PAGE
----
Republic Day in India is celebrated annually on 26th January, marking the anniversary of the country’s transition into becoming an independent republic, with the Constitution officially coming into power, after 20 years of the proclamation of Declaration of Independence in 1930.
However, on this day, as we take pride in being Indians, we must also remember that just like the independence of the country was a long struggle, we must also pledge to fulfill all SDGs in our country with the same spirit and intent, that led us to be independent after a long struggle for freedom.
“Just as our vision behind Agenda 2030 is lofty, our goals are comprehensive. It gives priority to the problems that have endured over the past decades. And, it reflects our evolving understanding of the social, economic and environmental linkages that define our lives… The sustainable development of one-sixth of humanity will be of great consequence to the world and our beautiful planet.”
India as a nation has played an important role in shaping the 17 Sustainable Development Goals that we strive to fulfill today, and it is no surprise that the national development goals of the country mirror the SDGs and are reflected in them too. In fact, India has been committed to the SDGs before they were even fully crystalized!
According to the Sustainable Development Goals Knowledge Platform by the United Nations, India has made significant progress in the following areas:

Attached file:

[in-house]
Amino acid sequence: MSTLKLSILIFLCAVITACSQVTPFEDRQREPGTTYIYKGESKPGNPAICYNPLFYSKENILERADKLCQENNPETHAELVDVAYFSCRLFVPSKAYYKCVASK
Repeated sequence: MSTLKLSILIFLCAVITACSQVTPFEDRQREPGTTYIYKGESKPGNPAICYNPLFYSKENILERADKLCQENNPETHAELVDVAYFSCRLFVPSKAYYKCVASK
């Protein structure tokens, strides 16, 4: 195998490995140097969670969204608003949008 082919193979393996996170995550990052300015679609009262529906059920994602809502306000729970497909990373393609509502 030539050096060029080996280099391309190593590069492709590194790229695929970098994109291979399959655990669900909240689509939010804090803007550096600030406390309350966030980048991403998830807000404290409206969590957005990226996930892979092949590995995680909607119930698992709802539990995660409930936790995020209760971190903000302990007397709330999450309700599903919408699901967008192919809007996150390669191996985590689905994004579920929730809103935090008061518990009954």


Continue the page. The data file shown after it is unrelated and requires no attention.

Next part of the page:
SDG 1: No Poverty
Focus on SDG 8 ( Decent Work and Economic Growth) to make sure that every household has the purchasing power to access food, clothing, housing, education and health has been a major way to tackle poverty. An important strategy for achieving this goal is to provide meaningful employment to all, and initiatives such as Mahatma Gandhi National Rural Employment Guarantee Act ( MNREGA), also known as world’s largest cash transfer programme, has generated over 2 billion person-days’ of employment over the past years.
SDG 2: Zero Hunger
SDG 2’s main objective is to ‘End hunger, achieve food security, and improved nutrition and promote sustainable agriculture’. The National Food Security Act covers more than 800 million people of the country, and the Public Food Distribution System is the largest food security systems in the world. Other initiatives such as digitalisation of agricultural marketing has also been a contributing factor to achieving this imperative goal.
SDG 3: Good Health and Well- Being
To ensure healthy lives and promote well-being for all at all ages, not just increasing access, but also improving the quality of the health services such as Government health facilities, India has taken several initiatives such as the National Health Policy 2017, which include universalized primary health care, reducing infant mortality rate, and increasing Government expenditure on health, have been taken up.
SDG 5: Gender Equality
To achieve gender equality and empower all women and girls, several important initiatives have been taken up to promote gender equality, such as the flagship event ‘Beti Bachao Beti Padhao’ (Save the Girl Child, Educate the Girl Child) which calls for implementing an array of measures suited to their local contexts to improve their status and representation. Women Empowerment Centres, Women Empowerment Campaign, etc have been launched to aid to this cause significantly.
Hence, we have come a long way in becoming a more SDG oriented country. However, we still have a long way to go, and the only way to make this a reality is to inculcate reasonable leadership skills in our youth, and volunteering to make these initiatives even more successful!
Malawika is a Mass Communication student from Delhi. She is an astrophile, passionate about Stephen Hawking and Carl Sagan, and loves to listen to the Arctic Monkeys, her favourite band. Find her at her happiest while exploring new cities and justifying her love for the colour orange!